Poetry Friday: Prize Contenders
On the Books, with LD Podcast's Whitney Hoffman

Dictionary to the Rescue

On weekday mornings our house is not always the picture of calm. The time between the end of breakfast and the arrival of the school bus is often filled with last-minute scurrying around to find homework, make snacks, dig out the fall sweaters, change shoes (oops, it's gym day!), or locate/hug the cat.

Not today, though. A grown-up friend gave Junior an older copy of The Macmillan Visual Dictionary yesterday. Her family was no longer using it, and she hated to see the book just sitting around. Given its 3,500 color illustrations and 600 subjects, this book is grand for a curious kid or adult. Sure, it still has Pluto as a planet, but other information still holds. This morning Junior spent a good fifteen minutes studying the solar system and telling his dad and me how the Northern Lights work. A visually oriented fellow, he's not a reluctant reader, but a book like this would have lots of appeal for readers in that category, as well as English language learners. There are several current visual dictionaries on the market. An Amazon reviewer commented that one of them has been terrific for her son, who is deaf.

What does tomorrow a.m. hold? Rushing around or examining the dictionary's cross-section diagram of a water heater? I hope it's the latter.

On Mondays children's book author Anastasia Suen collects links to posts about nonfiction books for children; check Picture Book of the Day for today's entries.


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Ooh, I remember the first pictorial dictionary I saw in junior high -- our teacher had it on a podium and we could only look at it if we had NOTHING else to do and were very good and clean and neat and her special favored pets.

Granted, I got to look at it once or twice. But I VOWED I would get one of my own someday! And this reminds me to get on that!!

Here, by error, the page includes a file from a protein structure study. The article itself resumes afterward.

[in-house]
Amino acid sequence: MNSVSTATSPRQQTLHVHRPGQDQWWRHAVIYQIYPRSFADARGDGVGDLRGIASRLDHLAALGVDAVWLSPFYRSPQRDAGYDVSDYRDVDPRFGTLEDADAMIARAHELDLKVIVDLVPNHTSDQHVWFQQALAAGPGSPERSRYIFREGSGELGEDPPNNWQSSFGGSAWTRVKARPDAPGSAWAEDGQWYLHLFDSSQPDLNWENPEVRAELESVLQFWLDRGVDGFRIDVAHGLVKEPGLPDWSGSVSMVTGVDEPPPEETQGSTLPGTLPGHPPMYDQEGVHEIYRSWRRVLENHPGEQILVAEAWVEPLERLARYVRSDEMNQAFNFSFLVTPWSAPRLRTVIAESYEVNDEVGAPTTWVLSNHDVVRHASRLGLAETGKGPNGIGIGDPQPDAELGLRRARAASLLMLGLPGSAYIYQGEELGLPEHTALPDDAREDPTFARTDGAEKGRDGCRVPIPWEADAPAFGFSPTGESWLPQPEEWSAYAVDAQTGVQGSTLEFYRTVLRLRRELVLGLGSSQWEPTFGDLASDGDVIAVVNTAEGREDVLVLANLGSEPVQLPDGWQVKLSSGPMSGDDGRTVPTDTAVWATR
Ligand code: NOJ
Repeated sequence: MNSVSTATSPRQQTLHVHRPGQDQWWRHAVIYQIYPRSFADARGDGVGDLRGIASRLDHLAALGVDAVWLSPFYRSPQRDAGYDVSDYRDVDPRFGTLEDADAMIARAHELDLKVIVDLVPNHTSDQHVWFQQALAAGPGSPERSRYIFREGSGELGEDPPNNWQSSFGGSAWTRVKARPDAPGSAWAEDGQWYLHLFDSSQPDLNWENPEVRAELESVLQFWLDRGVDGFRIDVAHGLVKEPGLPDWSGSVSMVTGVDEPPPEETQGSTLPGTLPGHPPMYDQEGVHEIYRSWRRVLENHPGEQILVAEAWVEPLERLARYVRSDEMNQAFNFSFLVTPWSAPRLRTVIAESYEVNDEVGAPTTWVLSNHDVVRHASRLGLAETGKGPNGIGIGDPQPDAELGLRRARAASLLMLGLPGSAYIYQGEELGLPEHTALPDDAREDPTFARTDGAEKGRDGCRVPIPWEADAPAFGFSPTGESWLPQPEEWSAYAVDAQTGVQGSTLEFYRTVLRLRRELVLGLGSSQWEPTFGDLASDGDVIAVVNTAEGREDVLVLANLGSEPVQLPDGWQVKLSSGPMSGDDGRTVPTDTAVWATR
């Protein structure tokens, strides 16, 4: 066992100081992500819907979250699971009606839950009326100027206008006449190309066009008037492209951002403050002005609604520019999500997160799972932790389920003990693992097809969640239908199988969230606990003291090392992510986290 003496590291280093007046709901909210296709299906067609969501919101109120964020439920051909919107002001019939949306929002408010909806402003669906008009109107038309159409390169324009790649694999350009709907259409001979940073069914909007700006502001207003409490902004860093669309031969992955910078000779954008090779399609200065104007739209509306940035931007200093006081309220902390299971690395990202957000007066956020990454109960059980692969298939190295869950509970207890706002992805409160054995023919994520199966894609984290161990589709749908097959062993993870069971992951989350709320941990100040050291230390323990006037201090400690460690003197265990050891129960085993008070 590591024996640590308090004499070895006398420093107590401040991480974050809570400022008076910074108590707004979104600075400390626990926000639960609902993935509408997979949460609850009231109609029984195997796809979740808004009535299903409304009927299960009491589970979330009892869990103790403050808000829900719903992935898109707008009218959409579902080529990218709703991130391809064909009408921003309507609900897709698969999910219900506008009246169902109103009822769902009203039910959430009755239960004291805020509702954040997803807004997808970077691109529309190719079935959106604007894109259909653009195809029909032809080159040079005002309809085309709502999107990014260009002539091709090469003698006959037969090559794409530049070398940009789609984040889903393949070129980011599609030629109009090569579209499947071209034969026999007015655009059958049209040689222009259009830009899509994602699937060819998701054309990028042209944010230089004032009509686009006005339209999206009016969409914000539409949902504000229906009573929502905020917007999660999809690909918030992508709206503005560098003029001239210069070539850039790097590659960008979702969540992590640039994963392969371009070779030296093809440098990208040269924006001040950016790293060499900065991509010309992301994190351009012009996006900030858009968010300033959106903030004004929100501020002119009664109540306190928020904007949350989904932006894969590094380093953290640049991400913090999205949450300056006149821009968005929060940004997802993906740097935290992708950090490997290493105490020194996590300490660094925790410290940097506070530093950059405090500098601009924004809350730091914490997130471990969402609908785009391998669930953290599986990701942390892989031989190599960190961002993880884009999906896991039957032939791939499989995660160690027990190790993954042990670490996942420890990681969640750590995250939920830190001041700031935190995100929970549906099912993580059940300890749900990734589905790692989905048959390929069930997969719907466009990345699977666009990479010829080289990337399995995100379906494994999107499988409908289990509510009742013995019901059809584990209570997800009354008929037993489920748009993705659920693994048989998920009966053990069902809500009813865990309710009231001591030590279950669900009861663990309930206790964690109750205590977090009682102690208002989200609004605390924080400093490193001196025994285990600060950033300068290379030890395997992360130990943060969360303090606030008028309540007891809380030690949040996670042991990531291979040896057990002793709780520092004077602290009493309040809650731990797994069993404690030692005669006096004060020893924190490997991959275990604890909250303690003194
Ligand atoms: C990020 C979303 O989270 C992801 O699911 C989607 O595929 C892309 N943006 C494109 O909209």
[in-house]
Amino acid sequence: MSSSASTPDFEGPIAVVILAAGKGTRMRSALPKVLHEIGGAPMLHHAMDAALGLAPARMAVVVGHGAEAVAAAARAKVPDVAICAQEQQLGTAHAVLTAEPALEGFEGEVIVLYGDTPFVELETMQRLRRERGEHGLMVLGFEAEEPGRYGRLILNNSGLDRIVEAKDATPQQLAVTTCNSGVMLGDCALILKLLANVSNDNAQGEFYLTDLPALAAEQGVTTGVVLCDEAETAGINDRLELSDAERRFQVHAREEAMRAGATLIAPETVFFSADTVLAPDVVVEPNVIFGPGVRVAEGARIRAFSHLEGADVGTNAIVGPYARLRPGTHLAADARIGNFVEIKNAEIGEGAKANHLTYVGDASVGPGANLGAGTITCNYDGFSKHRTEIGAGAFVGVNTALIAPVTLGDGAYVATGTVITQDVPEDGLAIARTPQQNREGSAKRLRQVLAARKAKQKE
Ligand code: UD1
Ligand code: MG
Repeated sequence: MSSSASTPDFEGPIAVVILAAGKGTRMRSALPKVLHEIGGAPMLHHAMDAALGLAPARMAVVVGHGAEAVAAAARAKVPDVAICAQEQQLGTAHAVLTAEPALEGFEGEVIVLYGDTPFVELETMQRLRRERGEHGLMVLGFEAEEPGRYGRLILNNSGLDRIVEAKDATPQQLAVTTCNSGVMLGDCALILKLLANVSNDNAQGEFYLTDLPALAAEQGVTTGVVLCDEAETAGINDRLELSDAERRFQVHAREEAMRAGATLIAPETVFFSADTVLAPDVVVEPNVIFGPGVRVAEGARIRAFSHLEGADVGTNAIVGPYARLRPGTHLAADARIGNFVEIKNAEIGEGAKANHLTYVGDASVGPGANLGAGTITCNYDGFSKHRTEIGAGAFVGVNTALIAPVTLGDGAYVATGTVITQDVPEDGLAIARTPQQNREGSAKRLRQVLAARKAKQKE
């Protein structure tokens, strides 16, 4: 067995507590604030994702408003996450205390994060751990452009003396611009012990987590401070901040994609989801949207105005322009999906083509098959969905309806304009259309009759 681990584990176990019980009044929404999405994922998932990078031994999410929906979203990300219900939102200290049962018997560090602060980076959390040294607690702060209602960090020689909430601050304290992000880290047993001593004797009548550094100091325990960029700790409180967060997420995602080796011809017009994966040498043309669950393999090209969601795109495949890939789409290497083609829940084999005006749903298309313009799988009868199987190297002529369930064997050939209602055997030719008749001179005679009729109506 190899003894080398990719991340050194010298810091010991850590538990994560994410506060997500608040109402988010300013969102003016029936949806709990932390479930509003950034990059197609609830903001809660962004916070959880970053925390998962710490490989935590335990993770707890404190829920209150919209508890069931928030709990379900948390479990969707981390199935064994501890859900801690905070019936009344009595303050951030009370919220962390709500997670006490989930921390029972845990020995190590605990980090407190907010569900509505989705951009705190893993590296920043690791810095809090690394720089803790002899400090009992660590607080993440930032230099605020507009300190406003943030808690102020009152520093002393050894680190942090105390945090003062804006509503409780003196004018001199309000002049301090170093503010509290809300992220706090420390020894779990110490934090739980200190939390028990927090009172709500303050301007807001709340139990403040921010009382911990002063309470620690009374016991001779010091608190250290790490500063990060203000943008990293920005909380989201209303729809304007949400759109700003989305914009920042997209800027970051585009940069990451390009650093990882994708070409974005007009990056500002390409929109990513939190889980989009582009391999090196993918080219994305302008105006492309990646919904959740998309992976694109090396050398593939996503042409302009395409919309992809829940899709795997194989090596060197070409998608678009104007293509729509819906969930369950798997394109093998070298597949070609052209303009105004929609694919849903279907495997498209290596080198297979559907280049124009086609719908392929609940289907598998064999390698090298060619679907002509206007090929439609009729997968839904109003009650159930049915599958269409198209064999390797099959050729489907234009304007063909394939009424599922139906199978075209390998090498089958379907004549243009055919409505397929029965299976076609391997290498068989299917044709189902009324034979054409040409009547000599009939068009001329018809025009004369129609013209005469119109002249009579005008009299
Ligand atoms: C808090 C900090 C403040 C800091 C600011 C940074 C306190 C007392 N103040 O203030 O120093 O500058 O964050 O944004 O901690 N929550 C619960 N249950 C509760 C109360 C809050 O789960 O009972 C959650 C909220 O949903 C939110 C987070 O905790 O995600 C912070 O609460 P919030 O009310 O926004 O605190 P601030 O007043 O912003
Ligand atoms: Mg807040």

TadMack, I know just what you mean. I want a microscope for similar reasons. I just never got enough time to look at what I wanted to look at in biology class.

Yeah, the biology teacher tended to sigh a lot if we examined carpet fibers and eyelashes and mascara smears and fingernail bits and all the other stuff WE wanted to look at when we were supposed to be doing pond water or whatever.

I think we should have lobbied for free labs. Just kind of "Okay, here's the equipment, play with it." Of course, then we'd probably be biologists!

Free labs! Can you imagine? Wouldn't that be cool?

I remember reading our old World Books when I was junior's age. After we were married, we contemplated buying a set of Enclyclopedia Britannica. But husband said that one day soon we'd have all that information on computers in our homes. I remember being skeptical...but he prevailed. Shows you how much I knew.

unbelievable, isn't it, Cindy? I remember the first time I heard you could do a two-page layout on the Mac. I was like, no way!

Jr. has found the weapons section of the visual dictionary, much to his delight.

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